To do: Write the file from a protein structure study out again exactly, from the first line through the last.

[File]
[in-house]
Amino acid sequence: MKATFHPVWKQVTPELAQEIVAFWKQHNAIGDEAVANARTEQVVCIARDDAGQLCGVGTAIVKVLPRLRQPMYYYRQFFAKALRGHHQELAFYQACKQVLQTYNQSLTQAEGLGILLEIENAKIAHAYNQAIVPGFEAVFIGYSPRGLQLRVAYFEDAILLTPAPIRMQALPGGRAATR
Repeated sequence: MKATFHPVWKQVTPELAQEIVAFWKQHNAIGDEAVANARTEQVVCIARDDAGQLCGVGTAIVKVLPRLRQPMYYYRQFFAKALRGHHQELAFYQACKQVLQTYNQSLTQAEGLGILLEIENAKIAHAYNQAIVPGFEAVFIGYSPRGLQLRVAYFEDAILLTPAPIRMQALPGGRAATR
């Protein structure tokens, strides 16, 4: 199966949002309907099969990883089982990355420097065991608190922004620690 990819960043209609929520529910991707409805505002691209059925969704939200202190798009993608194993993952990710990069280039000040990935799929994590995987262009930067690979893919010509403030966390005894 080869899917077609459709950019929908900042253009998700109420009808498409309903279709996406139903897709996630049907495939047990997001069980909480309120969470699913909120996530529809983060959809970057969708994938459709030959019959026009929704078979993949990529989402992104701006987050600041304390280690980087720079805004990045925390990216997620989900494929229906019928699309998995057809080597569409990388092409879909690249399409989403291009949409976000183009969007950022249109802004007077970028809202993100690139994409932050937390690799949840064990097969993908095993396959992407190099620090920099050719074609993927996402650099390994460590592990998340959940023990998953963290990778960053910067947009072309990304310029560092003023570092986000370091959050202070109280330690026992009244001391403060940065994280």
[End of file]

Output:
[in-house]
Amino acid sequence: MKATFHPVWKQVTPELAQEIVAFWKQHNAIGDEAVANARTEQVVCIARDDAGQLCGVGTAIVKVLPRLRQPMYYYRQFFAKALRGHHQELAFYQACKQVLQTYNQSLTQAEGLGILLEIENAKIAHAYNQAIVPGFEAVFIGYSPRGLQLRVAYFEDAILLTPAPIRMQALPGGRAATR
Repeated sequence: MKATFHPVWKQVTPELAQEIVAFWKQHNAIGDEAVANARTEQVVCIARDDAGQLCGVGTAIVKVLPRLRQPMYYYRQFFAKALRGHHQELAFYQACKQVLQTYNQSLTQAEGLGILLEIENAKIAHAYNQAIVPGFEAVFIGYSPRGLQLRVAYFEDAILLTPAPIRMQALPGGRAATR
């Protein structure tokens, strides 16, 4: 199966949002309907099969990883089982990355420097065991608190922004620690 990819960043209609929520529910991707409805505002691209059925969704939200202190798009993608194993993952990710990069280039000040990935799929994590995987262009930067690979893919010509403030966390005894 080869899917077609459709950019929908900042253009998700109420009808498409309903279709996406139903897709996630049907495939047990997001069980909480309120969470699913909120996530529809983060959809970057969708994938459709030959019959026009929704078979993949990529989402992104701006987050600041304390280690980087720079805004990045925390990216997620989900494929229906019928699309998995057809080597569409990388092409879909690249399409989403291009949409976000183009969007950022249109802004007077970028809202993100690139994409932050937390690799949840064990097969993908095993396959992407190099620090920099050719074609993927996402650099390994460590592990998340959940023990998953963290990778960053910067947009072309990304310029560092003023570092986000370091959050202070109280330690026992009244001391403060940065994280």